Ladri di Biciclette
A Vittorio De Sica production for PDS (Stabilimenti Safa) / 1948 (U.S. release by Moyer-Burstyn, Inc.: 1949)
The main protagonist Antonio having been unemployed for two years, is offered a job applying posters around the city of Rome. A job where owning a bike is mandatory. Shortly after starting his new job, Antonio’s bike is stolen. Antonio and his son Bruno, with the assistance of a some acquaintances, spend the entire weekend searching all of Rome for the stolen bike.
DIRECTOR: Vittorio De Sica; PRODUCER: Umberto Scarpelli; SCREENWRITERS: Oreste Biancoli, Suso Cecchi D’Amico, Vittorio De Sica, Adolfl Franci, Gherardo Gherardi, Gerardo Guerrieri, and Cesare Zavattini; CINEMATOGRAPHER: Carlo Montuori; EDITOR: Eraldo Da Roma; ART DIRECTOR: Antonio Traverso; MUSIC: Alessandro Cicognini
BASED IN THE NOVEL by Luigi Bartolini (Running Time: 90 minutes.)
Lamberto Maggiorani (Antonio Ricci); Enzo Staiola (Bruno Ricci); Lianella Carell (Maria Ricci); Elena Altieri (the Medium); Gino Satamerenda (Baiocco); Vittorio Antonucci (the Thief).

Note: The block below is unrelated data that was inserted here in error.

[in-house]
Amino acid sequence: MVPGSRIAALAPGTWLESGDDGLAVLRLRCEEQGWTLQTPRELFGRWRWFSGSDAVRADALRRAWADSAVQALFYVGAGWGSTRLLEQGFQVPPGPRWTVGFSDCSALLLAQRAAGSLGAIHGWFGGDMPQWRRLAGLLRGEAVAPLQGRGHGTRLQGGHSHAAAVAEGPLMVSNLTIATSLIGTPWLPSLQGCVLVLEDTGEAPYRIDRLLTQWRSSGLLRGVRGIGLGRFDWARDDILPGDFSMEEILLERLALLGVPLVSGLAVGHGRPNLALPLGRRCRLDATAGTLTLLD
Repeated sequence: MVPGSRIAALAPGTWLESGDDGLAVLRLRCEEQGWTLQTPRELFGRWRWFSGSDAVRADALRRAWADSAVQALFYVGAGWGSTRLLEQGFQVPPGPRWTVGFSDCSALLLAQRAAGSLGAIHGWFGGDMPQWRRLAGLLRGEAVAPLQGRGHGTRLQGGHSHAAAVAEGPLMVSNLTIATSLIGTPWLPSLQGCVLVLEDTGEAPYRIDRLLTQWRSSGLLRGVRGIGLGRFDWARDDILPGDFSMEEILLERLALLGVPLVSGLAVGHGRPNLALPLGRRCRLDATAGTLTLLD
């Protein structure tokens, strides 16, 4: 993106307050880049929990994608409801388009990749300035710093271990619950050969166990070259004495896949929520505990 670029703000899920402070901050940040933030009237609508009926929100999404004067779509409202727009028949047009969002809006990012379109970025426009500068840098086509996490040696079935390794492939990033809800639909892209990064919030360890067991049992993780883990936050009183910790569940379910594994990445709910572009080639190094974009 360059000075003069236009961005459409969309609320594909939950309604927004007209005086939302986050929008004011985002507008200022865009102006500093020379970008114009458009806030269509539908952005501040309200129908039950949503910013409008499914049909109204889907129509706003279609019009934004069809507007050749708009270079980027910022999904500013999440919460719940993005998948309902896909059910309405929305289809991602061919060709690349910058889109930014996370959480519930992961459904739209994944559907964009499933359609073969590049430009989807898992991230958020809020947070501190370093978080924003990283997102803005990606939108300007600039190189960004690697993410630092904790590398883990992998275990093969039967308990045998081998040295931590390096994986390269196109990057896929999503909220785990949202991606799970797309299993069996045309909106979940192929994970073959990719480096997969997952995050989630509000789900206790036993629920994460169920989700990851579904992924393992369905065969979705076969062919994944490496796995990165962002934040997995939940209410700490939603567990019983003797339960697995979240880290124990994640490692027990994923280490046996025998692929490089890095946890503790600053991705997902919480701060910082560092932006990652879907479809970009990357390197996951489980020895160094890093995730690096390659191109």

Non professional actors were cast for the film. The main character, Antonio Ricci played by Lamberto Maggiorani, was himself a factory worker. The main actors in the film are ideal. Their faces are so expressive. They seem to be playing themselves. The background players’ faces are also always incredibly expressive, which adds to the illusion of reality. The use of actual Italian citizen’s in The Bicycle Thief, ads to the authenticity of the film. Because the characters that appeared onscreen were locals, they were speaking in their regional dialect which was typical of a neorealist film. Neorealist films were shot nearly exclusively on location, mostly in poor neighborhoods. The Bicycle Thief was shot completely on location in Rome. The film was an attempt to return to regional naturalism by De Sica. The Bicycle